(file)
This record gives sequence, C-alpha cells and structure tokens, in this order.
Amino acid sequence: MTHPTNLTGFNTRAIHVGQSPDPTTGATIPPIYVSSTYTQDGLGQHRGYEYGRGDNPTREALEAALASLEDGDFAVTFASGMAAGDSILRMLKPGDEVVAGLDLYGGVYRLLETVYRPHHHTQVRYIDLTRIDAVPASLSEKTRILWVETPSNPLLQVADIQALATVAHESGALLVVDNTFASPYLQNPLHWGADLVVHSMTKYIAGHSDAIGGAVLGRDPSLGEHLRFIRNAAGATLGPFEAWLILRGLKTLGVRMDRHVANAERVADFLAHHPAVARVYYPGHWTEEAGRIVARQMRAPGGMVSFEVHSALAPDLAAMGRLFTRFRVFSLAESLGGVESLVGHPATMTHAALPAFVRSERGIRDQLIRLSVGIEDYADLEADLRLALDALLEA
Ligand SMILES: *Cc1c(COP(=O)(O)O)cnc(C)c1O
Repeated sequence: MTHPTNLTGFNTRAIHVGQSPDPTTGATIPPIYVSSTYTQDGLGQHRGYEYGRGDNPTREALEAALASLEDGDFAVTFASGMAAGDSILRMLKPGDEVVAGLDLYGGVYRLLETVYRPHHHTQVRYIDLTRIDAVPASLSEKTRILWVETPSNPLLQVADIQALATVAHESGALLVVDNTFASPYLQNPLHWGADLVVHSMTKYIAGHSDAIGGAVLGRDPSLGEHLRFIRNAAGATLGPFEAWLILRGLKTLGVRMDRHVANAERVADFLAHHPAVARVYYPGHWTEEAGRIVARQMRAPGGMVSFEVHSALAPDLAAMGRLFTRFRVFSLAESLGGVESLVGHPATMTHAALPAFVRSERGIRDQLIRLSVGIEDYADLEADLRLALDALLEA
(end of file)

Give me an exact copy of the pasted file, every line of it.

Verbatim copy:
This record gives sequence, C-alpha cells and structure tokens, in this order.
Amino acid sequence: MTHPTNLTGFNTRAIHVGQSPDPTTGATIPPIYVSSTYTQDGLGQHRGYEYGRGDNPTREALEAALASLEDGDFAVTFASGMAAGDSILRMLKPGDEVVAGLDLYGGVYRLLETVYRPHHHTQVRYIDLTRIDAVPASLSEKTRILWVETPSNPLLQVADIQALATVAHESGALLVVDNTFASPYLQNPLHWGADLVVHSMTKYIAGHSDAIGGAVLGRDPSLGEHLRFIRNAAGATLGPFEAWLILRGLKTLGVRMDRHVANAERVADFLAHHPAVARVYYPGHWTEEAGRIVARQMRAPGGMVSFEVHSALAPDLAAMGRLFTRFRVFSLAESLGGVESLVGHPATMTHAALPAFVRSERGIRDQLIRLSVGIEDYADLEADLRLALDALLEA
Ligand SMILES: *Cc1c(COP(=O)(O)O)cnc(C)c1O
Repeated sequence: MTHPTNLTGFNTRAIHVGQSPDPTTGATIPPIYVSSTYTQDGLGQHRGYEYGRGDNPTREALEAALASLEDGDFAVTFASGMAAGDSILRMLKPGDEVVAGLDLYGGVYRLLETVYRPHHHTQVRYIDLTRIDAVPASLSEKTRILWVETPSNPLLQVADIQALATVAHESGALLVVDNTFASPYLQNPLHWGADLVVHSMTKYIAGHSDAIGGAVLGRDPSLGEHLRFIRNAAGATLGPFEAWLILRGLKTLGVRMDRHVANAERVADFLAHHPAVARVYYPGHWTEEAGRIVARQMRAPGGMVSFEVHSALAPDLAAMGRLFTRFRVFSLAESLGGVESLVGHPATMTHAALPAFVRSERGIRDQLIRLSVGIEDYADLEADLRLALDALLEA